Cousin Binge Revisits

It happened.  I had a little food binge.  It started at age 12, when I went to my parents’ bedroom, closed the door, and declared I had something very important to tell them:  I was going on a diet the next day, so they shouldn’t make me eat.  I expected them to meet the announcement with opposition, but they didn’t.  That first diet consisted of grapes, chicken breast, and milk….every single day; along with several daily trips to the basement to jumprope.  I lost a few pounds the first week, then stopped as my body went into “starvation hold on to every calorie mode,” and then I wreaked havoc on my metabolism; shocker.

That first diet started the first series of binges.  I don’t think it ever amounted to what you would call official bulimia, but it was certainly disordered eating.  Have way too many calories over a couple of hours because I was deprived and starving, then spend the next several days eating nothing to make up for it, and then repeat.  A hamster running around like crazy in a little wheel all in the name of weight maintenance.  I didn’t make myself throw up, I didn’t take laxatives, but it was definitely disordered.

A life-long battle of dieting ensued.  It’s included a few Weight Watchers memberships after my pregnancies and a little time at Jenny Craig, and hours wasted reading every diet book ever published.  Did I mention that I have never been fat?  Oh yeah, I’ve never been fat.  Not by anyone’s definition.  Not when I was 12, not even when I was 9 months pregnant.  But you and I know that women’s relationships with food are much more complex than that.

As I got older, I guess I grew up a little.  I continued to periodically binge, but I couldn’t afford a 2000 calorie binge anymore, because I couldn’t make up for it in 3 days of starvation anymore; so they became smaller calorie binges that occurred less often, but still came on regularly; a volcano laying dormant that eventually erupts.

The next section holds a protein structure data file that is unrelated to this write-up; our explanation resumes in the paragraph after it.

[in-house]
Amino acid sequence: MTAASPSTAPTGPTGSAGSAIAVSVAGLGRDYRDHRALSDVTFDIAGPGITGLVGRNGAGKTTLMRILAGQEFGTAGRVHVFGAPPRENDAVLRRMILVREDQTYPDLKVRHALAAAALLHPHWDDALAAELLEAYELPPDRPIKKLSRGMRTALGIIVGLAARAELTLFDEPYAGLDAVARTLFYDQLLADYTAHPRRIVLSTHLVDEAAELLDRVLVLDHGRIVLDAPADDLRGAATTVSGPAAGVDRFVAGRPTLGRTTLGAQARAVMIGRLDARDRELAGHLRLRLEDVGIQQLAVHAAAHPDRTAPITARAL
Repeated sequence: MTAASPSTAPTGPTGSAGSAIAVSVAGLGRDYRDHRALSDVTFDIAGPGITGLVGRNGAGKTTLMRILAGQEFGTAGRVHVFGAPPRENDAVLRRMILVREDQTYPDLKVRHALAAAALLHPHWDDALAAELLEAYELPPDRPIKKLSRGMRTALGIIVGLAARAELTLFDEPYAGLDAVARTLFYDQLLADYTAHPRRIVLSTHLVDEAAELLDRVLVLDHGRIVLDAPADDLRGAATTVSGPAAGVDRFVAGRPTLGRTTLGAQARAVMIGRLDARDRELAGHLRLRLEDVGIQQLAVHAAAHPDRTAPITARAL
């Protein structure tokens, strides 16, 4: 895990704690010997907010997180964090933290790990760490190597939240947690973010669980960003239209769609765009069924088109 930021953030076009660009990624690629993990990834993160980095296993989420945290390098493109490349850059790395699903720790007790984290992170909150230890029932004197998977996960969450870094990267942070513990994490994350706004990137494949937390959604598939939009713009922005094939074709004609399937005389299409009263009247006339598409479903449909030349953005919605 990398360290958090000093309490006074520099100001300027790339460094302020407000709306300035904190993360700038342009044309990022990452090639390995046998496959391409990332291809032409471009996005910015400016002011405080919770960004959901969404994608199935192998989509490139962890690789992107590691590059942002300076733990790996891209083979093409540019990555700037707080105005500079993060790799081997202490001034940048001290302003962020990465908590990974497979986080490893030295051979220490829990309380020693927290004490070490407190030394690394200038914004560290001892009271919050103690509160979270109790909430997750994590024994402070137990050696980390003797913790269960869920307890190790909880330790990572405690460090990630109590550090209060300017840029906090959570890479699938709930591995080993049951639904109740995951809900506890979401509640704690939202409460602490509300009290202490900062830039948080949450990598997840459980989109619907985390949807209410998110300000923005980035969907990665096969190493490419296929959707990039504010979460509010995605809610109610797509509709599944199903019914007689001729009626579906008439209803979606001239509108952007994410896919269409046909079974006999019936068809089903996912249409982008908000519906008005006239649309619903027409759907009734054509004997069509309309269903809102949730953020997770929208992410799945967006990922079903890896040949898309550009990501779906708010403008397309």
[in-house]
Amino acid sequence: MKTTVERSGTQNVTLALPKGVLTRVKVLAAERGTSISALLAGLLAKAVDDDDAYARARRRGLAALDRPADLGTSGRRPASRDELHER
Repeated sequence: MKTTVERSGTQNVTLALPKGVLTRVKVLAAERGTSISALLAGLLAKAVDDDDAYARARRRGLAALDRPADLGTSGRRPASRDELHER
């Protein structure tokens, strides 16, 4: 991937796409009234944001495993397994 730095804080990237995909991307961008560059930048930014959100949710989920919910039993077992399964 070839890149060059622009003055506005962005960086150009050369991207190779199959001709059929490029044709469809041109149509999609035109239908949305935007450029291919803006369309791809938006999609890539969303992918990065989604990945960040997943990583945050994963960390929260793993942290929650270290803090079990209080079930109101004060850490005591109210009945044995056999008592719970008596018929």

In the last few years, they became rare; almost disappeared.  And when they ambushed me, I didn’t quite hate myself to the same degree; my thoughts didn’t spiral from you ate too much food to you are a complete fake failure in life.  Well, I just assumed that I had finally grown up, turned 40 and left the ridiculousness behind me.

Then last night**, after months, cousin binge revisited.  In the form of frosting and sriracha popcorn and Tostitos with melted cheese over them.  Sugar, salt, fat.  Later I’m taking a shower and I’m thinking why did that happen; it was so out of the blue; I thought I was over this.  A ginormous DUH slaps me !!! I didn’t run today….I DIDN’T RUN TODAY !!  I used to eat through my emotions, and now I run through them.

There probably hasn’t been a single day when I’ve run and then binged later.  I’m not 100% sure because Ms. Obsessive over-thinker and over-analyzer never thought about it until now!  The high of a run and the low of a binge are INCOMPATIBLE together on the same day.

The mental wash of a run prevents the need to suffocate your feelings or stress with food.  Now that I’m saying it, I can’t believe that I didn’t put this 1 + 1 = 2  equation together sooner.  I took AP calculus and had years of post-graduate training, but it took me 3 years of running to solve this simple problem.

As I’m writing this, I’m thinking that you the reader will NOT believe me when I say that I didn’t figure this out sooner.  The only explanation I have is that it wasn’t that every time I was emotionally frustrated I said, “why don’t I go for a little run; that will distract me from the need to muffle my pacing irrational overwhelmed brain with food.”  It’s that I almost always run first thing in the morning, and so that mental rumination and the post-run energy result in a day in which the need to binge on food as my drug rarely came up.

The revelation is powerful.  A true cliche Oprah A-HA moment.  Life-changing, really.  It doesn’t mean that I’ll never binge again; that I know for sure.  Because there are days when I can’t fit in a good sweat session, and I have stress, self-doubt, and unrealistic self-imposed expectations; and undoing 30 years of emotional eating forever is not that simple.  This type A girl doesn’t have all her sh#t together and doesn’t have all the answers.  But now I know again, how necessary this run is for me, how vital to my well-being.  Would I rather binge through my emotions or run through them?  I’ll take the run.

**Said binge occurred on 2/15/15, and the first draft of this post was written the next day.

This piece was originally published on 3/10/15.

Paria Hassouri